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What to Look for in Healthcare 2021: A Struggling Hospital Industry and Security Concerns in the Age of Telehealth

Hospitals weathered massive financial hits in 2020 and it's likely that COVID-19 will impact the industry throughout 2021.

The hospital industry faced a massive financial crisis in 2020 caused by the COVID-19 pandemic, as systems struggled with low patient volumes and massive hits to financial resources and liquidity. The pandemic will likely continue to have a substantial impact on the hospital industry throughout 2021, from increased hospital consolidation to a volatile payer mix and a surge in telehealth.

Mergers Likely to Increase for the Greater Good

Healthcare experienced a significant movement toward hospital consolidation prior to the pandemic, and this trend is likely to continue as some smaller, independent hospitals face revenue deficits caused by dwindling patient volumes. According to an outlook report from the credit rating agency Fitch Ratings, smaller providers may be forced to align with larger providers as the pandemic begins to fade.

Mergers have the potential to increase in 2021 as health systems pivot toward more virtual care. Reports from consulting firms Kaufmann Hall and Deloitte suggested health systems should transform their business model from a revenue-focused hospital care toward a “broader portfolio of nonpatient care delivery.” The year-end analysis within the reports uncovered 79 healthcare merger and acquisitions announcements in 2020, including a deal between Intermountain Healthcare and Sanford Health. The Utah-based organizations revealed in an October press release that their partnership will focus on bringing more affordable and accessible healthcare to communities through coordinated care and increased use of telehealth and digital health services. The proposed merger has been placed on hold due to a change in Sanford Health’s leadership, but the health systems may revisit discussions in 2021 as Sanford Health continues to evaluate its organizational needs.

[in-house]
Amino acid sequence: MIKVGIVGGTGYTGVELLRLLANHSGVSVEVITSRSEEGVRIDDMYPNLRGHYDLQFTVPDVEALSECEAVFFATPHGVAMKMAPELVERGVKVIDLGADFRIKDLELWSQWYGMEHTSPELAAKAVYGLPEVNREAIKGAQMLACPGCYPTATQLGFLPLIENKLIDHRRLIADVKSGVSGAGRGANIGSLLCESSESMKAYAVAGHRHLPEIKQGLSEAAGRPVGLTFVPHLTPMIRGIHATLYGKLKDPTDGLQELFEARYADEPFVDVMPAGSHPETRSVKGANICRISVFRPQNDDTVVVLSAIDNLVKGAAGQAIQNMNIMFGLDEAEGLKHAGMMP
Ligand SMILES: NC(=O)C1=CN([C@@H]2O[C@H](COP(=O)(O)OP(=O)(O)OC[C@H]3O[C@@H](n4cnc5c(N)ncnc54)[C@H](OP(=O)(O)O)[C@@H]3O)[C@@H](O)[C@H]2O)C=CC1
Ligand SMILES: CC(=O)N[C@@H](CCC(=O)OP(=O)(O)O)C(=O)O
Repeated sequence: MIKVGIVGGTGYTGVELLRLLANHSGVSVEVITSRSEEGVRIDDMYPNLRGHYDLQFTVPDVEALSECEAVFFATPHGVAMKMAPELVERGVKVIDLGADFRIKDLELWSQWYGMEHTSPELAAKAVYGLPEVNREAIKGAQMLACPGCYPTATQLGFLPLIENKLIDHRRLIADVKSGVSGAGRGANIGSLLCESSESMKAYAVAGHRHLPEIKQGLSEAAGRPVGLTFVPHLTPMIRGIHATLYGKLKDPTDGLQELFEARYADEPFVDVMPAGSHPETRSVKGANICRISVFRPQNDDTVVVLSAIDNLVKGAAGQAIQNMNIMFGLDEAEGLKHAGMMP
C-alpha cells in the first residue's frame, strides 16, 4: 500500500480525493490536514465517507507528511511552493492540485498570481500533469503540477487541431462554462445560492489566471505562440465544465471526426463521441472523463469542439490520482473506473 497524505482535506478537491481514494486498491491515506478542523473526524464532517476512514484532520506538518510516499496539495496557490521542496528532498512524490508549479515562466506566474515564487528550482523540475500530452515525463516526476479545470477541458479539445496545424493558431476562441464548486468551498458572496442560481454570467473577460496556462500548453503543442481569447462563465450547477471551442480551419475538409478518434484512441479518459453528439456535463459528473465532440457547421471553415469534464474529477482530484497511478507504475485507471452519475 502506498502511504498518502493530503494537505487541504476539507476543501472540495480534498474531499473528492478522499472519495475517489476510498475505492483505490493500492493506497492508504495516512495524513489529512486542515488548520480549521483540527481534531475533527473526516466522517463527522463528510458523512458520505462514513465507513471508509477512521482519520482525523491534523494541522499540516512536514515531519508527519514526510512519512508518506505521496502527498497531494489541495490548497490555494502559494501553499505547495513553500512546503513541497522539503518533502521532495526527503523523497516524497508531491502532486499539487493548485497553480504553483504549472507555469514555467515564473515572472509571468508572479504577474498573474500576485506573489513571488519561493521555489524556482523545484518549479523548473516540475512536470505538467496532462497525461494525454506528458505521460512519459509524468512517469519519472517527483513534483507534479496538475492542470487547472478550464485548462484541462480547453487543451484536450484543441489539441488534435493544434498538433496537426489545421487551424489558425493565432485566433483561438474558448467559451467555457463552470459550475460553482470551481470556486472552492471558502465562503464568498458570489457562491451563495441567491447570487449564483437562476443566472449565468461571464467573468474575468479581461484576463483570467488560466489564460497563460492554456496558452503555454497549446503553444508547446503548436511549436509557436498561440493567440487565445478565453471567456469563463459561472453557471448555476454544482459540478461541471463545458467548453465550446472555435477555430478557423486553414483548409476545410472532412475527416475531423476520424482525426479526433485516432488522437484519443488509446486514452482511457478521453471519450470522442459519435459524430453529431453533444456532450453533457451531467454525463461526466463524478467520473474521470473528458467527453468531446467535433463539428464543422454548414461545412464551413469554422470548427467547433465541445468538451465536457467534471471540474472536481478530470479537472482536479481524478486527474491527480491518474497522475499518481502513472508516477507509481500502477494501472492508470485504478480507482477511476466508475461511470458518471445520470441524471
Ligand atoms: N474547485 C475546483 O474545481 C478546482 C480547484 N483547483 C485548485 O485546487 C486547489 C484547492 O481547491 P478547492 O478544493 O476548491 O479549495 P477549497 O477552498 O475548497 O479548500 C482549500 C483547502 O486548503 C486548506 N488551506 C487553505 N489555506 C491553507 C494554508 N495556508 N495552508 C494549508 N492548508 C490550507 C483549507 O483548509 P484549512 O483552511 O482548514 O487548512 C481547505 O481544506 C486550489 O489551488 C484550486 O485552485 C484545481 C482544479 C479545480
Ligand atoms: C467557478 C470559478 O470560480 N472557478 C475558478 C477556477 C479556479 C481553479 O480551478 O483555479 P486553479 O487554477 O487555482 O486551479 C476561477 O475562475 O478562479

Last October, Atrium Health and Wake Forest Baptist Health finalized an $11 billion merger to create a next-generation academic health system. Wake Forest Baptist Health and Wake Forest School of Medicine will be the academic core of the merger, with a focus on expanding its school of medicine to create one of the largest educators of physicians and other medical professionals in North Carolina. The new health system also intends to advance its behavioral health capabilities via telemedicine, improve large, patient-centered research aimed at Alzheimer’s disease, and expand its provider care as the largest provider for Medicaid recipients across North Carolina.

The need for hospital and health systems to focus on core business strengths and bolster intellectual capacity will only grow in 2021 as vaccinations are still in the process of distribution throughout the US. From improving relationships between payers and providers to research partnerships between academic medical institutions and pharmaceutical companies, look for an increase in collaborations between non-traditional partners that are forged to address gaps in the infrastructure exposed by the COVID-19 virus.

A Fickle Payer Mix Could Wreak Financial Havoc on Hospitals

A significant derivative of the pandemic has been job losses across the economy, which could lead to major changes to the payer mix for some hospitals in 2021. Elevated unemployment in 2020 and a slow recovery may lead to a rise in Medicaid and uninsured patients as individuals lose employer-sponsored commercial insurance, which is typically more profitable for hospitals than government health plans due to their larger reimbursement rates.